Over the years I’ve always made the music I wanted, explored new genres, collaborations, new sounds…I probably would have toured even more and had more gigs sticking to one formula but I’m proud to say I took a risk and genuinely did whatever the fuck I wanted. That’s what it’s all about…and this is what I learned from people like Deeon and Rashad.

You’ve been giving workshops for empowering female producers/DJs. What did you conclude after doing these ones? In 2017, you said that people in the music industry should take more action by booking more women, writing more about them, and so on. Do you think that the situation has improved after doing this statement?

I’ve been ranting about this since my first release in 2009 and sometimes it backfired and got me in bad books with certain promoters and labels but again. I’m proud to have spoken out and called certain people out when needed. Myself and other women DJs and producers at the time have had to put up with a lot shit, abuse and humiliation and I’d like to think it wasn’t in vain. I do feel a lot has changed since but we still have far to go, until the scene is totally equal and diverse in all aspects, not just gender.

You’ve had a bountiful career with many tours, collaborations and releases. How do you feel about the next steps of your career? What stimulates you and what annoys you more than before while doing this job? What are you dreaming about for the upcoming years?

Good question! I’ve just turned 40, so I’m definitely getting tired a little quicker haha I would love to DJ for as long as I’m able to, it really brings me so much joy and I can’t see myself ever getting sick of it. I’m so grateful for all the amazing opportunities I’ve had in my career, it’s been so varied and exciting. I would love to have more time to create, record more vocals, experiment more…but time doesn’t seem to be on my side right now…and I need to sleep sometimes haha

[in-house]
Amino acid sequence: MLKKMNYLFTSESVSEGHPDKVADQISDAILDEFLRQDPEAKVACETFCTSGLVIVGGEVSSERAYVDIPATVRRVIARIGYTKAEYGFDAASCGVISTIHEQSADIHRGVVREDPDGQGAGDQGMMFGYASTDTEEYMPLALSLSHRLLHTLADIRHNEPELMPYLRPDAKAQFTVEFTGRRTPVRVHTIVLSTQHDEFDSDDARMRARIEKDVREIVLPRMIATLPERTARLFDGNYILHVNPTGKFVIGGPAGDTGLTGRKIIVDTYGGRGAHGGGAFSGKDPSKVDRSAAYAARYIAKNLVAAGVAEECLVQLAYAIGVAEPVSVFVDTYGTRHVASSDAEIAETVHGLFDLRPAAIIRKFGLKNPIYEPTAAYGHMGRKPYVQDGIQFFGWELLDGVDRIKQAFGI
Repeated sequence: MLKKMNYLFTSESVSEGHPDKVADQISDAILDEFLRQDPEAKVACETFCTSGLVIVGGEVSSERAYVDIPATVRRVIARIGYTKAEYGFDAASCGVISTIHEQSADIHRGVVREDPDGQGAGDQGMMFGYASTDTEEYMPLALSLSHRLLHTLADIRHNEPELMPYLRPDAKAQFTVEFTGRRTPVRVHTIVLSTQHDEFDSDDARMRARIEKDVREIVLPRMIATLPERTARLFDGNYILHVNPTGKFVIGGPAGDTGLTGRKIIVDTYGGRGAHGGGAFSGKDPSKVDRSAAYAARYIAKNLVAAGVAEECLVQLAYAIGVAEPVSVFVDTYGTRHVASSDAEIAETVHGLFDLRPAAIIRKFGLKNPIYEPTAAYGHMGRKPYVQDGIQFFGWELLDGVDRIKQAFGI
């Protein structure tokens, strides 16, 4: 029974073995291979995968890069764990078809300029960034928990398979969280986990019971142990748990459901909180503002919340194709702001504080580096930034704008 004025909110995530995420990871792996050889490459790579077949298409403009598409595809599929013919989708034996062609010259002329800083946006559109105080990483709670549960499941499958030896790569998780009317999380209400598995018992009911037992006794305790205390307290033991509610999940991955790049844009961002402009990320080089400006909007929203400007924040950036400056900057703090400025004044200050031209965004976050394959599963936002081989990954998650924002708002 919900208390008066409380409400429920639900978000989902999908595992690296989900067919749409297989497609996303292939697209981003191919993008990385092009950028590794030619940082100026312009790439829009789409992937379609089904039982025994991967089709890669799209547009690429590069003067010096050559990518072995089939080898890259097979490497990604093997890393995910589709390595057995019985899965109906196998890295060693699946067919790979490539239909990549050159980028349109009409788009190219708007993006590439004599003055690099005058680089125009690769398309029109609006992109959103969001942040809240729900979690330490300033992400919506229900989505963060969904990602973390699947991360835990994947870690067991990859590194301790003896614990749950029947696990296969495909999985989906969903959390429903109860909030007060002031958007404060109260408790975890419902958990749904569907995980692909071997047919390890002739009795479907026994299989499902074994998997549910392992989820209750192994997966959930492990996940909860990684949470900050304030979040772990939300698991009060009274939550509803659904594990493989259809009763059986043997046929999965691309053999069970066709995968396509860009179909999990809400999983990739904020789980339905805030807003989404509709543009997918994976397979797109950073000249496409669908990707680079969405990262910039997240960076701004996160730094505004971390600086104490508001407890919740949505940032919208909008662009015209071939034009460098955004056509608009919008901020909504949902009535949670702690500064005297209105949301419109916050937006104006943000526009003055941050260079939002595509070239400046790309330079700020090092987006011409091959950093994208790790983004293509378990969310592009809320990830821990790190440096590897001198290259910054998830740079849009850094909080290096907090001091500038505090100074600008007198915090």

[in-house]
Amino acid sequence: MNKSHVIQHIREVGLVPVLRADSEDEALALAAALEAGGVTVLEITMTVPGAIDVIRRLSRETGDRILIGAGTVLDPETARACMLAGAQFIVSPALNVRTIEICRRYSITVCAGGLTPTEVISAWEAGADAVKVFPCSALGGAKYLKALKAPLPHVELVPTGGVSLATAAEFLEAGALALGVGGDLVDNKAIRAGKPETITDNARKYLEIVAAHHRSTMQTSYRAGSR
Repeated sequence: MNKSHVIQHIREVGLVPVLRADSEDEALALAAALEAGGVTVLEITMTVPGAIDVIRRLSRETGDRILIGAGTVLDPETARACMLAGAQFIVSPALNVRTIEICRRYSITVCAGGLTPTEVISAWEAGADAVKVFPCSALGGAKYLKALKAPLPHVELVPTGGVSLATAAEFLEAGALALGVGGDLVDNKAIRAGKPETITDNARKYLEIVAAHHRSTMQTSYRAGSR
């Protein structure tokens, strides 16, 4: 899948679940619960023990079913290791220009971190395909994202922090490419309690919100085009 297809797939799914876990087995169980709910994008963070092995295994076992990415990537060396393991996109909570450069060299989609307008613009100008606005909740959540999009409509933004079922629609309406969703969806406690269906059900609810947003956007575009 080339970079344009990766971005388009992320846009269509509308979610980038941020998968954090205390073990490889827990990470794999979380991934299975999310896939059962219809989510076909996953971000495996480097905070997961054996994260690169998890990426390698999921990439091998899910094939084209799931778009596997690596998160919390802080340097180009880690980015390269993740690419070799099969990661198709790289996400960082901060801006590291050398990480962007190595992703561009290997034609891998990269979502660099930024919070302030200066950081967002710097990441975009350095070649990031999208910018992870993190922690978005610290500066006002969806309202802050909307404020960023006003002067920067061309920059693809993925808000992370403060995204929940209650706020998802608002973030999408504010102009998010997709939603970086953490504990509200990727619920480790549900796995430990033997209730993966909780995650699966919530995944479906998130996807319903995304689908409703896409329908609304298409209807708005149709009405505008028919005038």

What hardware are you currently using in your productions?

Absolutely none! I’ve literally downsized to just my laptop over the years.

Which music scene/genre inspires you the most?

Chicago or Detroit

Maya Wborder 1333

"Myself and other women DJs and producers at the time have had to put up
with a lot shit, abuse and humiliation and I'd like to think it wasn't in
vain. A lot has changed since but we still have far to go, until
the scene is totally equal and diverse in all aspects, not just gender"

You’ve been diving into ancient civilisations quite a lot. You’re particularly interested in Amazonian shamanism and herbal medicine knowledge. What do you think about Western minds going to spiritual retreats? How do you see the interaction of these ethnicities with the era of globalisation? Is there a way to give back to these ones?

I’ve always been very into ancient civilisations (it’s maybe quite obvious from all the track names) and I’ve been working with medicines from the Amazon for a while for my own personal healing, but for the last 4 years I’ve been in a deeper study with the Huni Kuin and Yawanawá Indigenous people from Brazil.